Recently, I was reading the book, “Crucial Conversations” by Kerry Patterson and others, and the book’s message is about how to facilitate clear communication in the most critical moments of high emotion, say, a talk with a boss about a promotion or performance issue, a disagreement with a spouse or an uncomfortable situation with a family member.
Admittedly, most of us do not stay calm under intense circumstances and we let emotion hijack rational discussion. In the past, I am definitely guilty of this, and have had 2 reactions when feathers begin to get ruffled, and those are a) become insanely sensitive and defend to the death, or b) clam up and hope it goes away. Not ironically, within the first 20 pages of the book, the authors confirmed both of these reactions to be both normal and NOT optimal for growth :) The final, third way is to learn and teach yourself to act with calm rationality, but also be open to all viewpoints and opinions, without taking things personally. Easier said than done, yes?
Well, as always, this got me to thinking about physique development and body esteem, and about how it is often VERY difficult when it comes to our bodies to think and act rationally and not clam up or defend at the slightest bit of feedback from others, or from ourselves.
Feedback from others: This is especially tough when it comes to our bodies. But we can’t have it both ways, ladies. What we do is 2 things: if we get what we perceive as negative feedback (from judges, for example), we defend. If we get positive feedback, we can’t hear it because we have already decided that we are not good enough. Hello! How about the 3rd option: acceptance. It doesn’t mean that we AGREE with others’ feedback, but if we are asking (or even if someone is freely giving), we can accept it objectively, and then make an assessment about whether we agree with it or not.
Here’s an example, you ask for feedback from the judges after a competition or from a trainer. Just because you receive feedback that you don’t agree with doesn’t mean you have to defend or rationalize. You can listen, and then make your own assessment about whether you can use the feedback or not. IT IS NOT PERSONAL. You don’t have to believe everything someone says about you, and then take it to heart and change. I had the hardest time with this for many years. If someone objected to something I was doing, I immediately defended why I was doing it, but then also tried to change to please them. Hello, what?? lol! I felt that if someone was doing something, it was because I was doing something wrong. I also felt that if someone didn’t do something, that it was because I was doing something wrong. How arrogant is that? I made everything about me. When in reality (objectively), people are just being themselves and I was taking things personally, left and right. I struggled with this for many years. Jade helped me to seeing this (even though of course I initially defended that I was NOT doing that lol) and also reading the book “The Four Agreements” helped tremendously with it. Learning not to take things personally, and not to make assumptions–two absolute keys for clearing my head and attaining emotional freedom. (If you have not read “The Four Agreements” it is mandatory reading and you could literally read it in an hour) :)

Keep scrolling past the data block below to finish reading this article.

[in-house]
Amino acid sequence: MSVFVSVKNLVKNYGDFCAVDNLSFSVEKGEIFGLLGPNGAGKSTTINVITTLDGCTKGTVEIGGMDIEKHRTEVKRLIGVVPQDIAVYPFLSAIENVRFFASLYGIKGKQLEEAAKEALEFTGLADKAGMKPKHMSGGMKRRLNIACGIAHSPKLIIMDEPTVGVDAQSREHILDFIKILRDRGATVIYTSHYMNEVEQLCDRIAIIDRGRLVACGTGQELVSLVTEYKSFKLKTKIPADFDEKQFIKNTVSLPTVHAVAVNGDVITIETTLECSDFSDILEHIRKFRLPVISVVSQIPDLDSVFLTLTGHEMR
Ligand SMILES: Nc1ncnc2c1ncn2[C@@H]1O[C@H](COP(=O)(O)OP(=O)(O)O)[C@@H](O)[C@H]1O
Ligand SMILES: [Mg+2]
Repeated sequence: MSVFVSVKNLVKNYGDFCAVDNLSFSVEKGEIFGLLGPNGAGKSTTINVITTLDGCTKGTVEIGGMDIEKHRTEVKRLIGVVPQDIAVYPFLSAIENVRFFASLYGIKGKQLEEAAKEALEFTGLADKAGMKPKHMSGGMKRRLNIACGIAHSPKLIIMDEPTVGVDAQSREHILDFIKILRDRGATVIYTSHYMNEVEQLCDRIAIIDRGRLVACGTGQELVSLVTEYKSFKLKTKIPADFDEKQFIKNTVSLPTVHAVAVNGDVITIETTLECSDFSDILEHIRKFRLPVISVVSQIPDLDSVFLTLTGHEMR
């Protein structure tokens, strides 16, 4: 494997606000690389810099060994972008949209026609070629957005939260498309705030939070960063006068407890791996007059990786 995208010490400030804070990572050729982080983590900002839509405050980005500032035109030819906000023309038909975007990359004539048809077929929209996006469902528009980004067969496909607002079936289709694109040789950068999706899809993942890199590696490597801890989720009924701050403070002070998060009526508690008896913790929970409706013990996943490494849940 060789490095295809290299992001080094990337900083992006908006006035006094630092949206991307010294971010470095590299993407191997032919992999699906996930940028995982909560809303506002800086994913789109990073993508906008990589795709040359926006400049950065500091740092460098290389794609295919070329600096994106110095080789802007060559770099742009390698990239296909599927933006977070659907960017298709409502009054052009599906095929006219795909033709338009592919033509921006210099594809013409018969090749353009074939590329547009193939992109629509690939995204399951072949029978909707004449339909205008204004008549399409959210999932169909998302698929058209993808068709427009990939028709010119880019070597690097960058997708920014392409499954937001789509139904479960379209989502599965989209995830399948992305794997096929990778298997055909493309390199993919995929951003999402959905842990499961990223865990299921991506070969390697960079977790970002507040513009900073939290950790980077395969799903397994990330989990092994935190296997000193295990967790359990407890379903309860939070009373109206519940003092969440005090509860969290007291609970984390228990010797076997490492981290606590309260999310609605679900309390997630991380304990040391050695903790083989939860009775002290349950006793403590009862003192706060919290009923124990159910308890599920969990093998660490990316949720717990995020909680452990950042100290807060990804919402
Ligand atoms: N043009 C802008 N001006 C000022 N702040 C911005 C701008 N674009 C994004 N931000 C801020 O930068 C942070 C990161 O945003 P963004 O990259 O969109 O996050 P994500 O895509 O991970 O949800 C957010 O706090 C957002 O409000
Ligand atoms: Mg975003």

Feedback from ourselves: On the whole, we don’t see ourselves objectively. Interestingly, you are probably one of the LEAST qualified to assess yourself. Women, on the whole, default to “I’m not good/thin/pretty/smart/fun, etc enough.” At what point were we taught the automatic, knee-jerk reaction of “No, I’m not!” whenever we get a compliment?
I worked with a client a couple of years ago who wanted to lose about 30 lbs. She said, “Gee, I wish I looked now like I did when I thought I was fat 5 years ago.” This is so true, right? We are never satisfied, even at our most lean or fit. There is always something we can work on, and we hone in on the smallest weakness to the detriment of seeing the whole, awesome picture. This was a huge turning point for me in terms of realizing that there is no real objectivity when it comes to personal physique assessment. We cannot see ourselves clearly. It reminds me of the years when I was competing and in my “off-season” wanting to hide in a corner of the gym because I was not in “show shape.” In reality (objectively), I was leaner and more fit than 99.9% of people, but because I didn’t think I was at my best, it wasn’t good enough. And that small discrepancy was all I focused on, and it hijacked my emotions and self-esteem for a long time.
The take-away is this: you will never be able to see yourself as objectively as others. But what you can begin doing is throwing yourself a bone. Realize that if you even WORKOUT regularly, you are already in the top 5% of all people in the world in terms of fitness. And if you ever pay any ATTENTION to your eating, you are probably in the top 1% of all people. That’s pretty darn good. Also, understand that it is not about achieving perfection or about the destination. It is all about the journey–learning about yourself, accepting yourself along the way, but still striving for more. You don’t need to hate your thighs to strive for more. You get to choose your mental attitude along the way. You can literally CHOOSE to be happy or disappointed. You can CHOOSE to be empowered or be a victim. And what I learned in “Crucial Conversations” is that you can, in fact, CHOOSE to learn and practice objective thinking, rational discussion, and break knee-jerk reactions. Ok, now you try! :)
Let me know how you’re doing! ox Jill
Related: 8 Ways to show yourself some love